Nigeria is able to impound about 34 billion cubic metres of water annually.
Nigeria loses 200 billion cubic metres of water to the oceans annually, an official of the Federal Ministry of Water Resources, Emmanuel Adanu, has said.
Mr. Adanu, the Director, Dams and Reservoir Operations in the Ministry, however, told the News Agency of Nigeria in Abuja on Wednesday that the country had been able to impound 34 billion cubic metres of water.
“In Nigeria, we lose about 200 billion cubic metres of water every year into the ocean but we have been able to impound may be 34 billion cubic metres of water.
“That is what we have now, so we have to increase on our impoundment because that is the water we use for our development,” he said.
He said that efforts were being made to impound more water through the construction of more dams. He also said that the world lost 4.6 billion cubic metres of water to the oceans every second because the capacity to hold the water was not sufficient.
According to him, water as a resource passes countries through their rivers to the oceans and these waters are meant to be impounded. He said if these waters were not impounded during this passage and allowed to get to the oceans, it would become salt water and no longer fresh which, he said, was not healthy.
He said the major responsibility of the Federal Ministry of Water Resources was to ensure that adequate water was saved for the use of the citizens.
“If a river passes through your country and discharges water into the ocean you have lost it, that’s the fresh water, so we are trying to impound as much of that water as possible. Because in the whole world about 4.6billion cubic metres of water is lost to the ocean per second so what we do is try to hold back this water if it is within your geographic region.
“The Federal Ministry of Water Resources is supposed to make sure the country has enough water for use anytime, for comfortable living, industrialisation, general well-being. We are not specifically here to serve any sector or sub-sector; we are here to make sure that water is available for Nigerians for all purposes,” he said.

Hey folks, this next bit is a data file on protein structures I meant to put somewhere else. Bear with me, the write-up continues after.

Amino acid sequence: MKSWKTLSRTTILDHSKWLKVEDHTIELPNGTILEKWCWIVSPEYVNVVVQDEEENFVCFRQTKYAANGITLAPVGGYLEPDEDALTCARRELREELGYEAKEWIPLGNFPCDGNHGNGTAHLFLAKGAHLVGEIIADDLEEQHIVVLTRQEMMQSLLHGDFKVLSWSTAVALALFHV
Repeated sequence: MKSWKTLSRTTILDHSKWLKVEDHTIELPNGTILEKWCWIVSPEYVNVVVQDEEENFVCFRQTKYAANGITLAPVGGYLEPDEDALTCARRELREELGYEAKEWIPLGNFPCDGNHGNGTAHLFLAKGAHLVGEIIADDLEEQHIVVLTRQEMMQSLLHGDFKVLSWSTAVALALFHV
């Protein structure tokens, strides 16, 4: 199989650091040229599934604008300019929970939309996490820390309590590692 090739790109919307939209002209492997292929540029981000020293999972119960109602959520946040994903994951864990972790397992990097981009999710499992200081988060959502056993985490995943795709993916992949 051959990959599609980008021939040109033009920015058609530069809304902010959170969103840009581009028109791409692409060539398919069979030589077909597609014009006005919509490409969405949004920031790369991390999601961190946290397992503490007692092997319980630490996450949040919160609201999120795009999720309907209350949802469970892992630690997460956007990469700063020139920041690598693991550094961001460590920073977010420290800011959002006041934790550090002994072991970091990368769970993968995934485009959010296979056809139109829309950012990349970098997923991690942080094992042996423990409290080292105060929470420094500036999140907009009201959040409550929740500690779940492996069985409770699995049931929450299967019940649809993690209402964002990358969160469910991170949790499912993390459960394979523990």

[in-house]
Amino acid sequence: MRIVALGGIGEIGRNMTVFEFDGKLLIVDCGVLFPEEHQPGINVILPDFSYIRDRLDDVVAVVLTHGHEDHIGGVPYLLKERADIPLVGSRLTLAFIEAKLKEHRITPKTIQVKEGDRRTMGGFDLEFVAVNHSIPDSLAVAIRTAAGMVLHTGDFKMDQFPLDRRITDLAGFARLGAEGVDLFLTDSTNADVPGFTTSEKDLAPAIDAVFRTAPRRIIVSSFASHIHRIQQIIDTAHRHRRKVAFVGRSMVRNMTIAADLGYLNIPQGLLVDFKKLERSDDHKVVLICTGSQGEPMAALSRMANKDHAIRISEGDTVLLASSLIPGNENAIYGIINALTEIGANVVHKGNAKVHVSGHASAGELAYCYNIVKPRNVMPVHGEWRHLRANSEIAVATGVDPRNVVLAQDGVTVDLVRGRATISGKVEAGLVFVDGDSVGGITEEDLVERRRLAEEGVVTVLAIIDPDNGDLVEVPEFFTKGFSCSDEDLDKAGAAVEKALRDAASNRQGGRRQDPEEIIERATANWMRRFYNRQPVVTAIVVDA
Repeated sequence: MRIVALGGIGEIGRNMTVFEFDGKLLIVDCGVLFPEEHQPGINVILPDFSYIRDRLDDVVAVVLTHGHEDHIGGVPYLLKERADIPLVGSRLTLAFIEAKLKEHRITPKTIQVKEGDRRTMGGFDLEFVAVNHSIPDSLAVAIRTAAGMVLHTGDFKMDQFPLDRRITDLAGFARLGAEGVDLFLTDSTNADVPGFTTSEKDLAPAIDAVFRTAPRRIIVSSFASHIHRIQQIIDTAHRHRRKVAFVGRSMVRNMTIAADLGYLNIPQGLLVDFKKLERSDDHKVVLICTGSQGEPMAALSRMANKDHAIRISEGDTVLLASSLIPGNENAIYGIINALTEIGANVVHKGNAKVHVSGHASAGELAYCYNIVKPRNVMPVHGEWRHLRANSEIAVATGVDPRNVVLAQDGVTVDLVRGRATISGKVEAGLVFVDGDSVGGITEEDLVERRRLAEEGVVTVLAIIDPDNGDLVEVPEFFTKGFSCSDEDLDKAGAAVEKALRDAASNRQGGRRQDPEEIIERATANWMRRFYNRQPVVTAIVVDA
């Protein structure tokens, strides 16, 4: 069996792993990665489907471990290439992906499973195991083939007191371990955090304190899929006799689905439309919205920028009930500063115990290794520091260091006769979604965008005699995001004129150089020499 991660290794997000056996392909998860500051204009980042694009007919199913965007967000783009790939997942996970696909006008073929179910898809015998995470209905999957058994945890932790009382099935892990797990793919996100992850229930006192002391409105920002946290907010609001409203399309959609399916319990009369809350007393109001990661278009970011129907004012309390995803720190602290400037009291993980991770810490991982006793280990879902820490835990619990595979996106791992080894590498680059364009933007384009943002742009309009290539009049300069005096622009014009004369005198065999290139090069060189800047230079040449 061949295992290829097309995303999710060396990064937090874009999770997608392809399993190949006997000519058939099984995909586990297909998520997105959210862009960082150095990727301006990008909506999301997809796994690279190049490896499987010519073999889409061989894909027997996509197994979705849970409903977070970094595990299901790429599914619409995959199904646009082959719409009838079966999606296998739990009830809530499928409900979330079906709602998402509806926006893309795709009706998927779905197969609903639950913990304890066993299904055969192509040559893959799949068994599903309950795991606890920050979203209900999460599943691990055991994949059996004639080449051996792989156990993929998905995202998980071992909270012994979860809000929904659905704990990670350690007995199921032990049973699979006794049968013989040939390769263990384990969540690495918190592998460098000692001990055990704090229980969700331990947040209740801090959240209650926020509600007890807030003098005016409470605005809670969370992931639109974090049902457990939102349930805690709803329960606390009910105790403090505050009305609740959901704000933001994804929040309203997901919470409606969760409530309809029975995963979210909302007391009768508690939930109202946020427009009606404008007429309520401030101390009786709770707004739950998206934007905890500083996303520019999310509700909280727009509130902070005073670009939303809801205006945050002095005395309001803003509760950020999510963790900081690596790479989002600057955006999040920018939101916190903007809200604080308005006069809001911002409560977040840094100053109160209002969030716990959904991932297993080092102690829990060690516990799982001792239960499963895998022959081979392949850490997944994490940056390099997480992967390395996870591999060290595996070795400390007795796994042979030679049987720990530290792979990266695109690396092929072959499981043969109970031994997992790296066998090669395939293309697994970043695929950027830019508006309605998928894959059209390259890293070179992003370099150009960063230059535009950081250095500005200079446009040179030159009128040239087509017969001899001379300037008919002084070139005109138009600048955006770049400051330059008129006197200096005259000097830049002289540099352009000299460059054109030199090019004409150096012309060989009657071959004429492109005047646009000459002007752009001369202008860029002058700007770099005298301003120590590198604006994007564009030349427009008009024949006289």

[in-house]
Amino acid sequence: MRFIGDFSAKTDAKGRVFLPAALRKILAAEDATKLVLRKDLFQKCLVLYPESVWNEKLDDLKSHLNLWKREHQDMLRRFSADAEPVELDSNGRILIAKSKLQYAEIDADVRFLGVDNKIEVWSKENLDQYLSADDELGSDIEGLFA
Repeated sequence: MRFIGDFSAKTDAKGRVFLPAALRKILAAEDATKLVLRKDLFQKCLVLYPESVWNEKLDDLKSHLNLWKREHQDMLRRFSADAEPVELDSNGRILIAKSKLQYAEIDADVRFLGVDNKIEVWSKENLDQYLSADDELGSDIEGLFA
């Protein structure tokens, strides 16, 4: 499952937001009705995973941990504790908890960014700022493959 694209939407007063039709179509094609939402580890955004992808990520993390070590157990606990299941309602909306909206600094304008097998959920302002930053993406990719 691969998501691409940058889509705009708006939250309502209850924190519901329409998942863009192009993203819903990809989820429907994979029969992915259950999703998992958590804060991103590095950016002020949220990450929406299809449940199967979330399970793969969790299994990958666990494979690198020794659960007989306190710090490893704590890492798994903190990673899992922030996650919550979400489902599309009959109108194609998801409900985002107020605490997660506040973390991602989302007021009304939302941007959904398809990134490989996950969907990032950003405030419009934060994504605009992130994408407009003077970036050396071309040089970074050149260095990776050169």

Mr. Adanu said that the increase in population was not commensurate with available water, which he noted, had not increased since creation. He said the volume of water had remained constant since creation and that only 3 per cent of such water was fresh with the remaining percentage being salt water.
“Water was created about four thousand million years ago when the earth was created and since then the volume has not increased, but population has been increasing; so the per capita availability is decreasing.
“And this volume of water that is available is the fresh one; over 70 per cent of the surface of the earth is covered with water but less than 3 per cent of it is fresh; the rest is in the ocean as salt water.
“As the statistics keeps going you know that the water available to us is just small and this water is the one that is circulating which everybody is scrambling for; if it passes through your country as much as possible just accommodate it,” he said.
Mr. Adanu explained that rainfall would not increase the volume of water as it evaporated into the atmosphere.
“The rain water is the same water; it’s just an evaporation; it goes and comes down within the earth; it is the same water just moving around, but the total volume is constant,” he said.